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WILLIAM STUBBS Seventeen lectures on the study of medieval and modern history and kindred subjects


Sir John Froissart's Chronicles of England, France, Spain and the Ajoining Countries from the latter part of the reign of Edward II to the coronation of Henry IV in 12 volumes 

Chronicles of Enguerrand De Monstrelet (Sir John Froissart's Chronicles continuation) in 13 volumes 

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Seventeen lectures on the study of medieval and modern history and kindred subjects
page 48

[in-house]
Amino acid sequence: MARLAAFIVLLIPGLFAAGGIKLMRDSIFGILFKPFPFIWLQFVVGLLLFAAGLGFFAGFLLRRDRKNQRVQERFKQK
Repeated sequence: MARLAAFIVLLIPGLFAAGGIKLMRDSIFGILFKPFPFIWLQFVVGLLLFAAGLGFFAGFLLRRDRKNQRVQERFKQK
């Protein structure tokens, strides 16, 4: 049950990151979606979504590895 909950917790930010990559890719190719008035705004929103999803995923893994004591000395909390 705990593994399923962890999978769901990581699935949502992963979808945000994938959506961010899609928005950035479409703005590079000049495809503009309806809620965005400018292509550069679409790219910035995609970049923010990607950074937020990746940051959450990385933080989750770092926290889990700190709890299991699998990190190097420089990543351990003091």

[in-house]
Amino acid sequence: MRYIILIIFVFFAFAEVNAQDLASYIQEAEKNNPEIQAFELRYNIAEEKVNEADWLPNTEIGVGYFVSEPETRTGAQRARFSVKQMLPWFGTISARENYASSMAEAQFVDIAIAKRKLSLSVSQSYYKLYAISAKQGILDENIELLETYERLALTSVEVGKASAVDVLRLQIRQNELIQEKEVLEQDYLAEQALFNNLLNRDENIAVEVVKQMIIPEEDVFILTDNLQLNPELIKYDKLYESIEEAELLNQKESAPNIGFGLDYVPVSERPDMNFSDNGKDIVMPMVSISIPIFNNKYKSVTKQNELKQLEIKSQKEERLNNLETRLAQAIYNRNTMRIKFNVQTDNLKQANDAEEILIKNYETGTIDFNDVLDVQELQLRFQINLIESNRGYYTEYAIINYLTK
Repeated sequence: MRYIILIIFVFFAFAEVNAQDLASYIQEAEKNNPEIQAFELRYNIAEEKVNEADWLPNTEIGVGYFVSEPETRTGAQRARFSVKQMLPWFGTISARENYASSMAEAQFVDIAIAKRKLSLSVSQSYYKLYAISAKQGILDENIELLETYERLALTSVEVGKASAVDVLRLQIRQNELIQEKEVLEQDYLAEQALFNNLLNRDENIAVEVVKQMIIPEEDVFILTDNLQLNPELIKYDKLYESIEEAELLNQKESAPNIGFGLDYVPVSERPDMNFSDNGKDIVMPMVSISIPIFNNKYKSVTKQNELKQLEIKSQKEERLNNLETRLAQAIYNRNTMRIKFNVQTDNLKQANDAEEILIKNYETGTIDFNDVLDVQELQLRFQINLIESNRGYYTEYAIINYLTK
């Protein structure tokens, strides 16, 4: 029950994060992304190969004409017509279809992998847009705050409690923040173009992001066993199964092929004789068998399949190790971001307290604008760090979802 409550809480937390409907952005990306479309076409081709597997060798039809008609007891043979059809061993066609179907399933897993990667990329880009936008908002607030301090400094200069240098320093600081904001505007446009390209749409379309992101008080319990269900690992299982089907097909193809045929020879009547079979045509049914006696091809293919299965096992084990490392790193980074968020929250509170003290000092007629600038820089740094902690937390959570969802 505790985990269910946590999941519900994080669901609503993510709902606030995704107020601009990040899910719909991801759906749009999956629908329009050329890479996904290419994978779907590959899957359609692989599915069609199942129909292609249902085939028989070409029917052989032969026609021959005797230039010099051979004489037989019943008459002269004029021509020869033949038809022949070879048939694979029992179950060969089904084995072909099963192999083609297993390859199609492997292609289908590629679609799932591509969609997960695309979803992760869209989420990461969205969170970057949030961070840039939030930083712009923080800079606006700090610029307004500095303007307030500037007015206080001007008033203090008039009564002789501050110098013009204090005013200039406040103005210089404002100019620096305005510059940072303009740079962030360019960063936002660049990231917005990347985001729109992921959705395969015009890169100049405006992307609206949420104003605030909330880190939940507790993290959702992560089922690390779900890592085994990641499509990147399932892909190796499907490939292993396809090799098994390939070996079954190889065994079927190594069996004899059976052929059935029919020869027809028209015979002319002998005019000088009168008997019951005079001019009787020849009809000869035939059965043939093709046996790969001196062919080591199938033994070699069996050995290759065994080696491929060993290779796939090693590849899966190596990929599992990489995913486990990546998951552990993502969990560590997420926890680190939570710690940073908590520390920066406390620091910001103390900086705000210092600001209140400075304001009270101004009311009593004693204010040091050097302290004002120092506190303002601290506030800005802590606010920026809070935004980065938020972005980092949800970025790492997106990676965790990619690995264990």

43 PRIZE ESSAYS. [II. obvious circumstance—namely, that urgent desire which at present prevails among the Honour men to get speedy returns for their accumulation of class knowledge. Quick returns are generally associated with small profits; and I cannot help thinking that many men, who rush into tutorial work as soon as they have got through the Schools, would do much better, and make ultimately much greater profit, by continuing their reading, or at all events by blending tutorial work with some literary industry such as writing for the Prizes. It looks rather as if they were afraid that the stores of knowledge which have received the brand of the Examination School might lose their freshness and applicability unless they were immediately put to use in one particular way. I am aware that this is no new snare ; and twenty-eight years ago, when I myself was subjected to the temptation, it was hardly less a snare than it is now. But then, as a rule, men went into the Schools younger than they do now ; ' there were fewer Schools and fewer first class men ; less ardent competition perhaps among private tutors, and on the whole more leisure for continued reading. There may be other reasons for the result that I complain of. The ignorance with which the Lothian Prize, a handsome prize of £40, open to all graduates and undergraduates up to their twenty-seventh term, has been disregarded, is, to say the least, curious. The subjects proposed, for which I am in a measure responsible, have perhaps not carried on their face the recommendations of general or popular interest ; and Foreign History does not of course receive so much attention as English History. But none of these is a satisfactory reason. The view which I have every reason to believe that the founder of the Lothian Prize had before him was not merely to stimulate historical reading but really to help to increase the stores of historical knowledge by the production of valuable monographs on points of foreign history.

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